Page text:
Best Used Pickup Trucks – TrueCar Blog

Nissan Frontier

Often overlooked in favor of the popular Toyota Tacoma, the Nissan Frontier is a stout pickup with plenty to offer buyers who don’t need the latest and greatest features. Prior to its 2022 redesign, the Frontier had been only lightly updated since its debut in 1998. The most significant of those updates was in 2005 with the introduction of the 4.0-liter V6 backed by a five-speed automatic transmission. That refresh also signaled the end of the regular cab in favor of extended and crew cabs. Solid body-on-frame construction means the Frontier has both good towing capacity and off-road performance. Its interior is similar in size to competitors, and its design is typical of trucks in this category, with large, functional knobs and dials rather than small buttons. Later models added new tech features such as upgraded audio systems and navigation, but the Frontier has never led its class in those categories.


Honda Ridgeline

The Honda Ridgeline is a great alternative to more traditional midsize trucks. It packs capability into a very refined package. First introduced in 2006, a second-generation model arrived in 2017. The later years (2013-15) of the first-generation models are likely to have fewer miles on them, and an uptick in sales means there are more used Ridgelines available. All have a standard V6 engine, all-wheel drive, and an automatic transmission. The interior is well-designed and comfortable for both the driver and passengers. A 5,000-pound tow rating means it’s capable enough to pull a small boat, yet the ride feels more like an SUV than a stiffly sprung pickup.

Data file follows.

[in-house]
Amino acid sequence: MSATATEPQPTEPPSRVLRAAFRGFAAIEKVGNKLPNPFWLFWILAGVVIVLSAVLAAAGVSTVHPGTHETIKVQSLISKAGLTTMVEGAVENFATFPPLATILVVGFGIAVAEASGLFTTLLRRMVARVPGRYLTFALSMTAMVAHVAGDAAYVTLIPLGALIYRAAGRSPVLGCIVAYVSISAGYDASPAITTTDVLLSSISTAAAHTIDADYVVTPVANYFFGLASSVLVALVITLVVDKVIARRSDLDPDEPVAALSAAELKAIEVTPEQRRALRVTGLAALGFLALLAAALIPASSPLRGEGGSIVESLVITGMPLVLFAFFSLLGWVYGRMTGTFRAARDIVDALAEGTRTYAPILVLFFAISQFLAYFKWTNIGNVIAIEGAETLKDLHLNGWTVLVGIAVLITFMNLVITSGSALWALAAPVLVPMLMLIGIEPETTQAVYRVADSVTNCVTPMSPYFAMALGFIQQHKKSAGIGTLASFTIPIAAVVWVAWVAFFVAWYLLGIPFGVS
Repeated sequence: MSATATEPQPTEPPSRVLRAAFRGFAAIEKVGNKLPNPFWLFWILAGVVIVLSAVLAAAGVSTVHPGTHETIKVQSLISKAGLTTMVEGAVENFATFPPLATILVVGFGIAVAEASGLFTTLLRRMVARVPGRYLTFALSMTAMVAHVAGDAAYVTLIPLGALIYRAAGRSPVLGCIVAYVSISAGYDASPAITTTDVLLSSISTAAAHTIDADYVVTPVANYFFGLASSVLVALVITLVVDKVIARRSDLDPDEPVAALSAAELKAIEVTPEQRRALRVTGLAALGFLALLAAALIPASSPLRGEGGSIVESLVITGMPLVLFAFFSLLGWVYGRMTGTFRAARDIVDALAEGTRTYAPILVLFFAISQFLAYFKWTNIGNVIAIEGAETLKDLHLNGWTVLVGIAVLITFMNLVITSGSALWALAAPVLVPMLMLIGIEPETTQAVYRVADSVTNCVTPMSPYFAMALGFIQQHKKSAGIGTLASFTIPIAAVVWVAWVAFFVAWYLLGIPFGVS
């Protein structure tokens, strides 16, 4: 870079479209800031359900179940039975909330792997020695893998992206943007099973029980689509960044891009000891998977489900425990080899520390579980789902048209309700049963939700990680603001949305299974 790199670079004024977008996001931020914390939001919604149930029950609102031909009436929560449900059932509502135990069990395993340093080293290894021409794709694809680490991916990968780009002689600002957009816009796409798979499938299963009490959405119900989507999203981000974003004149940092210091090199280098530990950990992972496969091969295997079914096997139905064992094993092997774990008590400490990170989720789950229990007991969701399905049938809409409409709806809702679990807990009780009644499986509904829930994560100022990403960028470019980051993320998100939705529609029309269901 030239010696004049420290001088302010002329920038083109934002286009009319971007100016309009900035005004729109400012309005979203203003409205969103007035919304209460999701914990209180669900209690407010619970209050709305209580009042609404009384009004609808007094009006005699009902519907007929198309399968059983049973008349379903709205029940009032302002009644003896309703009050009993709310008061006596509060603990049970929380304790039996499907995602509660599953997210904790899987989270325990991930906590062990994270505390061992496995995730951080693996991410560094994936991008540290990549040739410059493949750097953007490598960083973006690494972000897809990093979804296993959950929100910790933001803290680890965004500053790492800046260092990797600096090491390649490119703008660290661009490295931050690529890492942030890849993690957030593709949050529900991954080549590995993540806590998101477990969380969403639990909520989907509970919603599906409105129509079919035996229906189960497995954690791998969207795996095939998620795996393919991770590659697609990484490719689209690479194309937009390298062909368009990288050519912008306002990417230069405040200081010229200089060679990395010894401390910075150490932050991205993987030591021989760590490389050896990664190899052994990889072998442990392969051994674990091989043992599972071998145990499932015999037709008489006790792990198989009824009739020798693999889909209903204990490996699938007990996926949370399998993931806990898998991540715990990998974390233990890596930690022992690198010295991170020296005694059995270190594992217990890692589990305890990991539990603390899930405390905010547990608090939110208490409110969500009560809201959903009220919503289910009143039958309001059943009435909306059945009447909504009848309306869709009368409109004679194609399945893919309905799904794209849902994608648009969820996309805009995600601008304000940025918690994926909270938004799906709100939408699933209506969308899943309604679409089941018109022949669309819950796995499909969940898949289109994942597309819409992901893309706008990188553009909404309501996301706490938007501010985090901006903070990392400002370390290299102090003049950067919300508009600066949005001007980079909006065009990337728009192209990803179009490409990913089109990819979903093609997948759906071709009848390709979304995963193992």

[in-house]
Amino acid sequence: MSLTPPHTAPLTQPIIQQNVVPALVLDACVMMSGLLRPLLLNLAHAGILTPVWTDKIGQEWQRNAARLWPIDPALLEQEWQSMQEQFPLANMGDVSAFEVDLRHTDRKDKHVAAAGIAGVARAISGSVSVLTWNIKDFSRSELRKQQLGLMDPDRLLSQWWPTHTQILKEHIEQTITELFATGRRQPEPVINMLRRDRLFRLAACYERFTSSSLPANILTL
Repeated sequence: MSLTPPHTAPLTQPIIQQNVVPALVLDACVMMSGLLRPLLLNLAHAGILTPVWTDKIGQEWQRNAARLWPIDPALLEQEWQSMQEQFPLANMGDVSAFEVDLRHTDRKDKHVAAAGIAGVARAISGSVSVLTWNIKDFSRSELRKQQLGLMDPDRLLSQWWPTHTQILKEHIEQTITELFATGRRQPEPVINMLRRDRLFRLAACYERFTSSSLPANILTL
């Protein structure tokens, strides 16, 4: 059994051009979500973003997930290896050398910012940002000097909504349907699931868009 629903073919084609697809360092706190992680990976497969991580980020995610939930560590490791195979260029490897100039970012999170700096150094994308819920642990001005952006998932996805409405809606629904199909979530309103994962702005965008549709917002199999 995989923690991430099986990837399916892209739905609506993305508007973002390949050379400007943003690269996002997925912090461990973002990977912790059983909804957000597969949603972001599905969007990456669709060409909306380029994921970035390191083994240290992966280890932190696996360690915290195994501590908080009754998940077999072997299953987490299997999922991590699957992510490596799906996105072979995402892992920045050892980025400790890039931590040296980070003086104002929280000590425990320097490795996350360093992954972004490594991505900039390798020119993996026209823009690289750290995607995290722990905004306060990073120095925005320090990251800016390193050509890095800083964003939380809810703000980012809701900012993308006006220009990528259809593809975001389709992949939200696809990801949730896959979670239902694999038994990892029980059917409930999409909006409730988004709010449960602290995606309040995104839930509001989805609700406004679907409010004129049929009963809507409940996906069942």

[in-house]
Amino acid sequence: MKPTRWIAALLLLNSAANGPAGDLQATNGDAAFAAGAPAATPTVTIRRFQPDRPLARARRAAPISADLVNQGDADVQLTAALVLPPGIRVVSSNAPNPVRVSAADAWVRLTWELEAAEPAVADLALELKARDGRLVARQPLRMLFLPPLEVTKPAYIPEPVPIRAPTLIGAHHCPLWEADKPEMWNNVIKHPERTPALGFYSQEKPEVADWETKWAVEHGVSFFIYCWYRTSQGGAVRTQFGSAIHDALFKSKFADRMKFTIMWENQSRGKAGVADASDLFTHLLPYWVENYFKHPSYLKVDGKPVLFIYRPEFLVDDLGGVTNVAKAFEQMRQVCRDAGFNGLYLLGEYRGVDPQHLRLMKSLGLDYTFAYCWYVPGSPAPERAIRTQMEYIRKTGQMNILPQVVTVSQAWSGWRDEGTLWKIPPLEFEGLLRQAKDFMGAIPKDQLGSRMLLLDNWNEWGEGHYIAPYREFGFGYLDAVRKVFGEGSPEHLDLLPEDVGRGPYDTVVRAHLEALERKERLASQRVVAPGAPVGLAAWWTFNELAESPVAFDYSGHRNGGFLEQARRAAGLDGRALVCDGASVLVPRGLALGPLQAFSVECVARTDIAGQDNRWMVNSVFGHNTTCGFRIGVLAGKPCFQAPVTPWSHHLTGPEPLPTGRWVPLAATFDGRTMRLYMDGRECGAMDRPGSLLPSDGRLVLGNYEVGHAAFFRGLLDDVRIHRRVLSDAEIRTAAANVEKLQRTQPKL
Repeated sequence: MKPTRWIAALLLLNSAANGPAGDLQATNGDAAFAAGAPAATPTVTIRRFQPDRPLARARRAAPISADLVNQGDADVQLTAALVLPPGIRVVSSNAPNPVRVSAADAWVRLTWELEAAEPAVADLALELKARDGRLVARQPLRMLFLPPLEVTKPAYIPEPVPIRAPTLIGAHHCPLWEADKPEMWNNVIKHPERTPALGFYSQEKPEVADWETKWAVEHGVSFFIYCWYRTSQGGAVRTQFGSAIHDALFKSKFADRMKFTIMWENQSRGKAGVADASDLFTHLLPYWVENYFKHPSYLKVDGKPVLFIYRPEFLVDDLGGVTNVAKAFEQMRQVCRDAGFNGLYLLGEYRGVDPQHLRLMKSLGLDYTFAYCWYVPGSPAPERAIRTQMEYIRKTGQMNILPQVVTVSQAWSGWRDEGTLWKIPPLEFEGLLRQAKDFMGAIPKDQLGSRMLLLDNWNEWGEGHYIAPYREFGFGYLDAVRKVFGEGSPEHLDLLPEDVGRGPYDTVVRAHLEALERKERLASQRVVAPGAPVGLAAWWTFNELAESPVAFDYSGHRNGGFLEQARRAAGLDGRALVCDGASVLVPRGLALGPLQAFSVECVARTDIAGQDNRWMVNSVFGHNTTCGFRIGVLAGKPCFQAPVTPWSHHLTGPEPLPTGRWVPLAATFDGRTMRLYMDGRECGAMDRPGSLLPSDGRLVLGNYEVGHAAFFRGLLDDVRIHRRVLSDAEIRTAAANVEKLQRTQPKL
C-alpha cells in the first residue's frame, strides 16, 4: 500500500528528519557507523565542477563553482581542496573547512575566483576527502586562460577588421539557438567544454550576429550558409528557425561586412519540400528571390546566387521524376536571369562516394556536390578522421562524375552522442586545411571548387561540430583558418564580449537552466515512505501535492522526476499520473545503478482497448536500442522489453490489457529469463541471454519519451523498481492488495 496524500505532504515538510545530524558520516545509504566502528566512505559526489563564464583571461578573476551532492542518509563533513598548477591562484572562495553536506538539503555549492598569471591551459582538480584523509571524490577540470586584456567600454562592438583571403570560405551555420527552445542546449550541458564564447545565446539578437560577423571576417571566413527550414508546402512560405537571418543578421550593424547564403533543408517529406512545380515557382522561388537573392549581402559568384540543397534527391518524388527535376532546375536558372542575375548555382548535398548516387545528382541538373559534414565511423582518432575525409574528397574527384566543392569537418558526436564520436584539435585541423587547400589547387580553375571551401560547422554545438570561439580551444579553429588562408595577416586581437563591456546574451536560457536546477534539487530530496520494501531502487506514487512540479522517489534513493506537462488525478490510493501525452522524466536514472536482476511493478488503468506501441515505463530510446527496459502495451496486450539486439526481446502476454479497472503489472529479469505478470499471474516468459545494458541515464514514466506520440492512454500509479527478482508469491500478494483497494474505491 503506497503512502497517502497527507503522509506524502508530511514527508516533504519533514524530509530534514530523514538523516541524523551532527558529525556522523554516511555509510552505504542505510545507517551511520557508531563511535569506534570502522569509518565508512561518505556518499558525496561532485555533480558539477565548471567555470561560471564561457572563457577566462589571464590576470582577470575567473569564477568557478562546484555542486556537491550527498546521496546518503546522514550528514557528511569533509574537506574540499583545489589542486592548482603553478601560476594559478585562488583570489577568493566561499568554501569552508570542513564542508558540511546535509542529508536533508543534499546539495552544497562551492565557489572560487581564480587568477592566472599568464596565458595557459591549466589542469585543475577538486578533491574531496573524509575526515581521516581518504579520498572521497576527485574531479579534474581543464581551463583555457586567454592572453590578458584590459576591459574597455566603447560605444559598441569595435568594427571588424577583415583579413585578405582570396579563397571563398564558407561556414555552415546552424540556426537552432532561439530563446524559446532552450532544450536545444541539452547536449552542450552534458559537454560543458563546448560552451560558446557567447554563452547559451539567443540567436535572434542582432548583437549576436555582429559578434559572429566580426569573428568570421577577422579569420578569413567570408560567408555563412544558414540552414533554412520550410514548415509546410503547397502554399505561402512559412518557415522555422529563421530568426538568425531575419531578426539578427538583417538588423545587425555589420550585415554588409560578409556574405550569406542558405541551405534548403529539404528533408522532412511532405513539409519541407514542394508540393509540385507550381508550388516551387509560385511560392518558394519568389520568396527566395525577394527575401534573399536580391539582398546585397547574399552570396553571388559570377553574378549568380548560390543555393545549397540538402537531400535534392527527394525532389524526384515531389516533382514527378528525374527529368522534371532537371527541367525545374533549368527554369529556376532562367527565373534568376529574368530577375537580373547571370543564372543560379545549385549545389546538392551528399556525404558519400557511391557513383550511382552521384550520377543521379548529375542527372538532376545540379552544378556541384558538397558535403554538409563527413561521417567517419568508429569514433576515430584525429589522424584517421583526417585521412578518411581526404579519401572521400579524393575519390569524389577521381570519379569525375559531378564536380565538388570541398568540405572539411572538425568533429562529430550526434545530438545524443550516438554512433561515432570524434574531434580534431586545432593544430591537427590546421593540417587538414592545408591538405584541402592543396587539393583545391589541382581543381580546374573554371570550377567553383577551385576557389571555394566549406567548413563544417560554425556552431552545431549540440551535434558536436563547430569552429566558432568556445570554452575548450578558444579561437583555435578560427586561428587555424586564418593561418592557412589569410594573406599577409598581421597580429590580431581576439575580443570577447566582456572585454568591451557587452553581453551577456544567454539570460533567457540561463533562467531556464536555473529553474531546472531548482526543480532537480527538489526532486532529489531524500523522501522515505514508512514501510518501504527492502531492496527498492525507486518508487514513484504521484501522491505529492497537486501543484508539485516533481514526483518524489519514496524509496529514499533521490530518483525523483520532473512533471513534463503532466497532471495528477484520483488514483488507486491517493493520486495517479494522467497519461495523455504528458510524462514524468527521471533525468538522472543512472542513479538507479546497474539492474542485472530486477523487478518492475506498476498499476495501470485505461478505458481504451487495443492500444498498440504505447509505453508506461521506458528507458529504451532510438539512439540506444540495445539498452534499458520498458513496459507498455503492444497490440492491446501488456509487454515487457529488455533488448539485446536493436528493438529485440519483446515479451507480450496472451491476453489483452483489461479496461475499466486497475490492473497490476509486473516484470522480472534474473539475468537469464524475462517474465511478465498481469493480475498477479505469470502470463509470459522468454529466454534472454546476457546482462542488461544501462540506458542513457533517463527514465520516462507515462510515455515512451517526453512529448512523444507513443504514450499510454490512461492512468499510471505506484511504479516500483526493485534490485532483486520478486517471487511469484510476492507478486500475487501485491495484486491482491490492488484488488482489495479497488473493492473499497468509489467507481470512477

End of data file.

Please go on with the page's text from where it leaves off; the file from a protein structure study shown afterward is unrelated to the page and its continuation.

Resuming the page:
Chevrolet Colorado

The Chevy Colorado is another truck that lives in the shadow of the Toyota Tacoma, yet offers many of the same capabilities and features. Introduced in 2003, it didn’t receive a major redesign for more than a decade. The early Colorados were capable trucks, but not particularly enjoyable to drive. The suspensions were soft, brakes were average, and steering vague. A V8 engine was briefly available, but it wasn’t any more powerful than a modern V6. The second-generation model in 2015 was a more refined package that offered a sturdy V6 engine, six-speed automatic transmission, and multiple suspension setups. A diesel engine was available in 2016, but those trucks will carry a premium price. Same goes for Colorados equipped with the ZR2 off-road package. A midgrade Colorado LT is a better value. It has plenty of features, a good ride, and plenty of capability for a truck of its size.

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